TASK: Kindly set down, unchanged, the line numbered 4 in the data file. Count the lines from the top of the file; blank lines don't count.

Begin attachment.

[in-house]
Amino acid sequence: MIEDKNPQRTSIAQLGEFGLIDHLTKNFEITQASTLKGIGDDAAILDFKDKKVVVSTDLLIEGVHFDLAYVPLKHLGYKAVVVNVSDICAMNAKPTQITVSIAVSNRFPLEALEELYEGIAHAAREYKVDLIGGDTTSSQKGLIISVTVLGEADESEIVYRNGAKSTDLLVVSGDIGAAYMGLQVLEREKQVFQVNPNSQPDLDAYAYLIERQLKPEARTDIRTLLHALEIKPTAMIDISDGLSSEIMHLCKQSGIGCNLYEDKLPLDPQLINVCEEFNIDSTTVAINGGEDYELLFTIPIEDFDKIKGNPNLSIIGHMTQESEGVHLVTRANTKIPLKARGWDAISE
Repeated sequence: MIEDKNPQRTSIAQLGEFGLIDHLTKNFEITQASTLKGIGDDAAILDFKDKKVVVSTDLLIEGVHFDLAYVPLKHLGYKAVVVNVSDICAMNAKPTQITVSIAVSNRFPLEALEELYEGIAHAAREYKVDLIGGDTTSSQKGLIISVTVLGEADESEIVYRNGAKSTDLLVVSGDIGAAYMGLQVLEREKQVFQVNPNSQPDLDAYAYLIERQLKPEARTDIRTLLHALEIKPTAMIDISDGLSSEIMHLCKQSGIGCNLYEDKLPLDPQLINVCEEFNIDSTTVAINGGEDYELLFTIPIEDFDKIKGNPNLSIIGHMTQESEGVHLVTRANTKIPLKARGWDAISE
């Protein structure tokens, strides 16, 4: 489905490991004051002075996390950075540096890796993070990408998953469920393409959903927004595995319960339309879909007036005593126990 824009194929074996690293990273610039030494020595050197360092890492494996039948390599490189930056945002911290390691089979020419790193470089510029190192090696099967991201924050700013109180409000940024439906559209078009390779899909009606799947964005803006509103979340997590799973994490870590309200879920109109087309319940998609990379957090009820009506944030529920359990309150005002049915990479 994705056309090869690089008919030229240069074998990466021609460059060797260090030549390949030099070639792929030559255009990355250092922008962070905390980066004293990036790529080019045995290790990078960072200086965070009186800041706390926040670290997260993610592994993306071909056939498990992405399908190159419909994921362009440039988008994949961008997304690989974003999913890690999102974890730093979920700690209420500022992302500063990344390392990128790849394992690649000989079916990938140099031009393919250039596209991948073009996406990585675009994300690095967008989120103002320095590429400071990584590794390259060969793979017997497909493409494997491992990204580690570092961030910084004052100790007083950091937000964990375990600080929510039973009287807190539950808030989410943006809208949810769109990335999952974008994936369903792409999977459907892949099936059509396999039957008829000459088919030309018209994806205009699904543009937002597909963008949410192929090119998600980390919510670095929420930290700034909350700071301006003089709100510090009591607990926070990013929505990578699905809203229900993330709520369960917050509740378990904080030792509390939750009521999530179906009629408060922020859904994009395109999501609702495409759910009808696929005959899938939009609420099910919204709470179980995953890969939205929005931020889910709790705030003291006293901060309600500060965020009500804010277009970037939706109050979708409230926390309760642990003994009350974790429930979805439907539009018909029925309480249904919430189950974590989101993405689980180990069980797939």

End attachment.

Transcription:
């Protein structure tokens, strides 16, 4: 489905490991004051002075996390950075540096890796993070990408998953469920393409959903927004595995319960339309879909007036005593126990 824009194929074996690293990273610039030494020595050197360092890492494996039948390599490189930056945002911290390691089979020419790193470089510029190192090696099967991201924050700013109180409000940024439906559209078009390779899909009606799947964005803006509103979340997590799973994490870590309200879920109109087309319940998609990379957090009820009506944030529920359990309150005002049915990479 994705056309090869690089008919030229240069074998990466021609460059060797260090030549390949030099070639792929030559255009990355250092922008962070905390980066004293990036790529080019045995290790990078960072200086965070009186800041706390926040670290997260993610592994993306071909056939498990992405399908190159419909994921362009440039988008994949961008997304690989974003999913890690999102974890730093979920700690209420500022992302500063990344390392990128790849394992690649000989079916990938140099031009393919250039596209991948073009996406990585675009994300690095967008989120103002320095590429400071990584590794390259060969793979017997497909493409494997491992990204580690570092961030910084004052100790007083950091937000964990375990600080929510039973009287807190539950808030989410943006809208949810769109990335999952974008994936369903792409999977459907892949099936059509396999039957008829000459088919030309018209994806205009699904543009937002597909963008949410192929090119998600980390919510670095929420930290700034909350700071301006003089709100510090009591607990926070990013929505990578699905809203229900993330709520369960917050509740378990904080030792509390939750009521999530179906009629408060922020859904994009395109999501609702495409759910009808696929005959899938939009609420099910919204709470179980995953890969939205929005931020889910709790705030003291006293901060309600500060965020009500804010277009970037939706109050979708409230926390309760642990003994009350974790429930979805439907539009018909029925309480249904919430189950974590989101993405689980180990069980797939």